Purpose The purpose of this study is to test the universality of the behavioral theory of negotiation developed in the United States, particularly the integrative/distributive models, and to find negotiators' prototypes in international negotiations conducted in a Latin American country. Design/methodology/approach An open questionnaire was administered to a convenience sample of 104 resident foreigners (expatriates) who reported the negotiation patterns of Costa Ricans. The qualitative data were coded in 52 variables (inte-rater reliability Fleiss' Kappa K= 0.65). A total of ten variables were selected to measure distributive/integrative patterns of negotiations. Latent class analysis (LCA) uncovered the latent structure of negotiations. Findings (1) The distributive (70% found in the sample) and integrative (30%) negotiation models hold in this culture. (2) The incorporation of handling emotions and interpersonal orientation in the integrative model seem to be an important theoretical and practical trend. Research limitations/implications (1) A larger sample size is needed to compare with data from other countries of the region and the world. (2) The use of emotions and interpersonal orientation in the integrative negotiation paradigm require further investigation. As practical implications, detailed negotiation advice is offered to Costa Ricans as well as to expatriates working there. Originality/value To identify negotiation patterns in an understudied region of the world, the distributive/integrative models of the behavioral theory of negotiations are a key focus with which to extend the literature. There are important elements of culture within the negotiation patterns, in line with trends of an evolving paradigm of integrative crosscultural negotiations.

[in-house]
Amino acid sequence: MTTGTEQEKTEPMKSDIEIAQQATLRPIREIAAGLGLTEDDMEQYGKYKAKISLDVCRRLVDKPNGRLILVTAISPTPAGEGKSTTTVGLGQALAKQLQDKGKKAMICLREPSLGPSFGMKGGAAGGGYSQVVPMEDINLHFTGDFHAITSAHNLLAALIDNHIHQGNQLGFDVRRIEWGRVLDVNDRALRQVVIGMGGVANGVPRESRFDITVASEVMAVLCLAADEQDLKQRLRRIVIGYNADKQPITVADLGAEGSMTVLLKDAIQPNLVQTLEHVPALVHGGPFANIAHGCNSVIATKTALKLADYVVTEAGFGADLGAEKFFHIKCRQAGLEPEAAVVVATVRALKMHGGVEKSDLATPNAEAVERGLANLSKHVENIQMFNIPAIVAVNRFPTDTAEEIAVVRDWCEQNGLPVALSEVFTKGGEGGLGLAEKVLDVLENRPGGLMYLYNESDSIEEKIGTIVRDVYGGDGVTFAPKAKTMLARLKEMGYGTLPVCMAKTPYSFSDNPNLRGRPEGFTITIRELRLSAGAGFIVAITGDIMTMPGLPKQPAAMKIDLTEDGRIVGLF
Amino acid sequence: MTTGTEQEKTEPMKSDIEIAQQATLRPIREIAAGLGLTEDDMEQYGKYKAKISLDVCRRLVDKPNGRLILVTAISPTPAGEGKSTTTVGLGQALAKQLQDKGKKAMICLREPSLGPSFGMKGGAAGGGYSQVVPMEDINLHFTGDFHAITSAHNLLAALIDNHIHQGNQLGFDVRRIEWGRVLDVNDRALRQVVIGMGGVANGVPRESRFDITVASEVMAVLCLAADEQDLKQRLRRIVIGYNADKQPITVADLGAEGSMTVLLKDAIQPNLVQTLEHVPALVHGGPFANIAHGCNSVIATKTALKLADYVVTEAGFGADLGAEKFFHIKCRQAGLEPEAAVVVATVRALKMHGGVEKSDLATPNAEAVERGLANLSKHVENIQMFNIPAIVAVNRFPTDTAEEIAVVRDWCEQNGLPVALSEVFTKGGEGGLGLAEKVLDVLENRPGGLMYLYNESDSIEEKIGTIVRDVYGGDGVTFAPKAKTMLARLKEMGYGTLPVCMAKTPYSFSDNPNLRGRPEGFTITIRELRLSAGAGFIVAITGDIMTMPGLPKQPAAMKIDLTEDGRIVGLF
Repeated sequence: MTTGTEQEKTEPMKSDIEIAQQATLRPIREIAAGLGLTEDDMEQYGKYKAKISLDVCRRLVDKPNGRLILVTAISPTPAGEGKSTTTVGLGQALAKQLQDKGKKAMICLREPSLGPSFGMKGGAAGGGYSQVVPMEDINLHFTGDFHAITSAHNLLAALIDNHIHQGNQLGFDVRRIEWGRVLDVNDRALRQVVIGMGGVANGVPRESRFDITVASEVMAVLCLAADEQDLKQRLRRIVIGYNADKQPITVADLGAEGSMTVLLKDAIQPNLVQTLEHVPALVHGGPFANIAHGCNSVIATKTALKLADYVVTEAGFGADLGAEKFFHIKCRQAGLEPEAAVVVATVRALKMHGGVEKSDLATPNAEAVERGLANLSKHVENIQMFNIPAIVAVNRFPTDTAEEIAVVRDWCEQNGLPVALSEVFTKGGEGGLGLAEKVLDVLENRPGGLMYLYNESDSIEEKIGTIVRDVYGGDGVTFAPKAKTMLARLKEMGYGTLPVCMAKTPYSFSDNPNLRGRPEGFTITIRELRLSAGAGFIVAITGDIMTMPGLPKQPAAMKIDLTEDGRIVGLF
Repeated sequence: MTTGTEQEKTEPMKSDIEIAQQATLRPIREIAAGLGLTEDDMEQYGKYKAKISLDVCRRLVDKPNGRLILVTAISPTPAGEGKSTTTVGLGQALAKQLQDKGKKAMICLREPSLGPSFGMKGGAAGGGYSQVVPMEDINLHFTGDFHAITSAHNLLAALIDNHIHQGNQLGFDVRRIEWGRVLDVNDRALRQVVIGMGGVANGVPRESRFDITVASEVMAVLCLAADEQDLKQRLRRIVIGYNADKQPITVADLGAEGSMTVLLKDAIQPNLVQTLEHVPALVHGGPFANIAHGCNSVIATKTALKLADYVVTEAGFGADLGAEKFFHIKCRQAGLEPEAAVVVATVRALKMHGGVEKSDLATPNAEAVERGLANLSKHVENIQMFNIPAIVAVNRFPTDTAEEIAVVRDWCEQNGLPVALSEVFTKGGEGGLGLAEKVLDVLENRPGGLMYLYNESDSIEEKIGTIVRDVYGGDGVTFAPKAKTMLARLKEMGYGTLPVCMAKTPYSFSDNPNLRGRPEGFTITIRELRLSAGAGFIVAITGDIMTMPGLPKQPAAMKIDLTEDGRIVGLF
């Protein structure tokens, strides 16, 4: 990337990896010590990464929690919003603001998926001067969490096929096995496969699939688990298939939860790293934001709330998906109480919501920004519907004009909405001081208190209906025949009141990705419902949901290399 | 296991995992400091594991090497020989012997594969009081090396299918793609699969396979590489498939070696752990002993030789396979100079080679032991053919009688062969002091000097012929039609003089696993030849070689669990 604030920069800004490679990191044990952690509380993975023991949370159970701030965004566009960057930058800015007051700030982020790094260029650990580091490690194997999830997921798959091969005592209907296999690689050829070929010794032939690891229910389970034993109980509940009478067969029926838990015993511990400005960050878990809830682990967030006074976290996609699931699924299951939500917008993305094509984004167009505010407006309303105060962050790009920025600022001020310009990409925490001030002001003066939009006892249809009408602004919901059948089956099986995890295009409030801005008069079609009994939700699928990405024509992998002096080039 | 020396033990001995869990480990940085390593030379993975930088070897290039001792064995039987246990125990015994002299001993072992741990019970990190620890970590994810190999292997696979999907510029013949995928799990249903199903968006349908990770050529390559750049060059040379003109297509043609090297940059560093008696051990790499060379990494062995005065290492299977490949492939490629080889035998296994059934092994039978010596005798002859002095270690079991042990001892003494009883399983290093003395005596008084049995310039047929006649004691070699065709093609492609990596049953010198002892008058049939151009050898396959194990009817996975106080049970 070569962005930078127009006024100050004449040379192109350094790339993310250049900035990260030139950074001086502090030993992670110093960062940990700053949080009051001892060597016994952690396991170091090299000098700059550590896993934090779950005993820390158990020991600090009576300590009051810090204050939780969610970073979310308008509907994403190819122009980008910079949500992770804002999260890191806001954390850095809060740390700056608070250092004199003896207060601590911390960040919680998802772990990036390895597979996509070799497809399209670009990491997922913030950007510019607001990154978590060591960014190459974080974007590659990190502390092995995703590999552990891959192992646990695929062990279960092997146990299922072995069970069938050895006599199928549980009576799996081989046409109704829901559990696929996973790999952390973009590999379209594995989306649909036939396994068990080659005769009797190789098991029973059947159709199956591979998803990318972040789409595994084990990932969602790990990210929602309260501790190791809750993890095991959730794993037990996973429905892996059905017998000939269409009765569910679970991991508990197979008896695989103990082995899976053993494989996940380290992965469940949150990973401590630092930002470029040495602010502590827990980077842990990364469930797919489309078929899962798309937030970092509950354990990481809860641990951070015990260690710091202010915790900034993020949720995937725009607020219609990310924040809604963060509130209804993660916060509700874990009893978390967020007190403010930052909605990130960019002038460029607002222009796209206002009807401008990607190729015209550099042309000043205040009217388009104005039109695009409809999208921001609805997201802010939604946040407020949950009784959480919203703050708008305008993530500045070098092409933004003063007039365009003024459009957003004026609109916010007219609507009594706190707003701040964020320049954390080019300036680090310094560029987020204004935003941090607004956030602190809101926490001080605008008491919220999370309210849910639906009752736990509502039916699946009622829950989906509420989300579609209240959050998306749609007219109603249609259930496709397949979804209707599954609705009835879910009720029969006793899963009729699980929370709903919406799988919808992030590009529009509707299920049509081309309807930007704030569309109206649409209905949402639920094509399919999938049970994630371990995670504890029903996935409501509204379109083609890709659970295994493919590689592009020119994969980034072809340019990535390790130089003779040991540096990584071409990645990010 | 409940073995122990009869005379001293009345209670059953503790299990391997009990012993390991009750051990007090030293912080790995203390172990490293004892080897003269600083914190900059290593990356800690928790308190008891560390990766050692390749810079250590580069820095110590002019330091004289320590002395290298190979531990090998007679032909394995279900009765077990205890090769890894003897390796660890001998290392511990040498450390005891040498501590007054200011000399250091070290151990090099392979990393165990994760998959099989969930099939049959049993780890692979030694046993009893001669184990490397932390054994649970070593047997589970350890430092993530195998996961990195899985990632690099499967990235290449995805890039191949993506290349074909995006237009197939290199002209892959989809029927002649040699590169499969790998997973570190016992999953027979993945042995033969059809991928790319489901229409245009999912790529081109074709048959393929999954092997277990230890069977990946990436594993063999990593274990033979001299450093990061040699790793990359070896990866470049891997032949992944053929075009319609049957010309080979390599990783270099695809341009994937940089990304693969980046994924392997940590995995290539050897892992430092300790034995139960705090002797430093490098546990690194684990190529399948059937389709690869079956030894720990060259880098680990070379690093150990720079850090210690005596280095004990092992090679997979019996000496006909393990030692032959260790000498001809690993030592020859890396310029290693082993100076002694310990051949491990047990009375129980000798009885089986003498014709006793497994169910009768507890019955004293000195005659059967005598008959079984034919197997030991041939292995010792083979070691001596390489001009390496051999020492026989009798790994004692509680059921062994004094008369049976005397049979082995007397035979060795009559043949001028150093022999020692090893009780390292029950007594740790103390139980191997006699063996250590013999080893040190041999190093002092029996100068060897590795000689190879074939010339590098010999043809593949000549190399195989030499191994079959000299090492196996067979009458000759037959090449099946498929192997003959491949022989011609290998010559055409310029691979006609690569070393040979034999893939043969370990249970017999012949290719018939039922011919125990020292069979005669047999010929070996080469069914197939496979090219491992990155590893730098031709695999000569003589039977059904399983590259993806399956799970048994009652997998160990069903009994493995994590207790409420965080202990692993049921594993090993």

Emerald Publishing
dx.doi.org/10.1108/ARLA-04-2020-0084
Academia. Revista Latinoamericana de Administración
Incae Business School

Ogliastri, E, Ickis, J, & Casó, R. (2020). Integrative/ Distributive Negotiations in Latin America: Latent Class Analysis. Academia. Revista Latinoamericana de Administración, 33(3), 463–480. doi:10.1108/ARLA-04-2020-0084